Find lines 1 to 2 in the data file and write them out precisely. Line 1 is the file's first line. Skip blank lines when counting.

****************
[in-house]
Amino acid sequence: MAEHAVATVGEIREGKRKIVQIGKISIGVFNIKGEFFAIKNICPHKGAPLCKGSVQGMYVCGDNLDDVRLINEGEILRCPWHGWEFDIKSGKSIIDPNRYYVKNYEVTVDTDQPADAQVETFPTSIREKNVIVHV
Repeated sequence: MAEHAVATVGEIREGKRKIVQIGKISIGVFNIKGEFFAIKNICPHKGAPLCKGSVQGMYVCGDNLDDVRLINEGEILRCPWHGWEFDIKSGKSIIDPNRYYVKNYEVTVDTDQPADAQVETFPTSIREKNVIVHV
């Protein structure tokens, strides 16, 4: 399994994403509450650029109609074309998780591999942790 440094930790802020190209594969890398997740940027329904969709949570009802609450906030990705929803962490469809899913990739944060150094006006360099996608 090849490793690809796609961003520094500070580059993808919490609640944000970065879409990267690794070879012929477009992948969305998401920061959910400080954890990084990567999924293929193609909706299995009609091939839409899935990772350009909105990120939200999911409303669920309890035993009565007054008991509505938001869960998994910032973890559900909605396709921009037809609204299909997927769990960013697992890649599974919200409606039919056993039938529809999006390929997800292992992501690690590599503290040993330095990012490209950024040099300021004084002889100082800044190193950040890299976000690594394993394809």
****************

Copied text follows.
[in-house]
Amino acid sequence: MAEHAVATVGEIREGKRKIVQIGKISIGVFNIKGEFFAIKNICPHKGAPLCKGSVQGMYVCGDNLDDVRLINEGEILRCPWHGWEFDIKSGKSIIDPNRYYVKNYEVTVDTDQPADAQVETFPTSIREKNVIVHV